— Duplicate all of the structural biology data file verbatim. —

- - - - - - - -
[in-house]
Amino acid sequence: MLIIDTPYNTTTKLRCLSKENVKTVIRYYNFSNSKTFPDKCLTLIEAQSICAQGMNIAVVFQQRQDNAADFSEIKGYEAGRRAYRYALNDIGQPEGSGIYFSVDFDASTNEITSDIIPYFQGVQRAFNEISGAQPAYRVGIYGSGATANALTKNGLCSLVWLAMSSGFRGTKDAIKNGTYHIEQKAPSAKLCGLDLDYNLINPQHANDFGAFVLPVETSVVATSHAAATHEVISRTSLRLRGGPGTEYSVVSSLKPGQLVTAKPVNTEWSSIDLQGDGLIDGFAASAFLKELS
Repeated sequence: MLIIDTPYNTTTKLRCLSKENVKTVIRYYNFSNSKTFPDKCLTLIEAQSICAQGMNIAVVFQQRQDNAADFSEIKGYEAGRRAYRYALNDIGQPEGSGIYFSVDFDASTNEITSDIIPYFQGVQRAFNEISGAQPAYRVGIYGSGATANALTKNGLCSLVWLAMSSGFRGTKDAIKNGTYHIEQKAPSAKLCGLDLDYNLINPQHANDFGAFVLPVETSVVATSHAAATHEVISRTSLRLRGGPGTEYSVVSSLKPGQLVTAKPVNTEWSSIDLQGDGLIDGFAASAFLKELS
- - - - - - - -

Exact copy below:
[in-house]
Amino acid sequence: MLIIDTPYNTTTKLRCLSKENVKTVIRYYNFSNSKTFPDKCLTLIEAQSICAQGMNIAVVFQQRQDNAADFSEIKGYEAGRRAYRYALNDIGQPEGSGIYFSVDFDASTNEITSDIIPYFQGVQRAFNEISGAQPAYRVGIYGSGATANALTKNGLCSLVWLAMSSGFRGTKDAIKNGTYHIEQKAPSAKLCGLDLDYNLINPQHANDFGAFVLPVETSVVATSHAAATHEVISRTSLRLRGGPGTEYSVVSSLKPGQLVTAKPVNTEWSSIDLQGDGLIDGFAASAFLKELS
Repeated sequence: MLIIDTPYNTTTKLRCLSKENVKTVIRYYNFSNSKTFPDKCLTLIEAQSICAQGMNIAVVFQQRQDNAADFSEIKGYEAGRRAYRYALNDIGQPEGSGIYFSVDFDASTNEITSDIIPYFQGVQRAFNEISGAQPAYRVGIYGSGATANALTKNGLCSLVWLAMSSGFRGTKDAIKNGTYHIEQKAPSAKLCGLDLDYNLINPQHANDFGAFVLPVETSVVATSHAAATHEVISRTSLRLRGGPGTEYSVVSSLKPGQLVTAKPVNTEWSSIDLQGDGLIDGFAASAFLKELS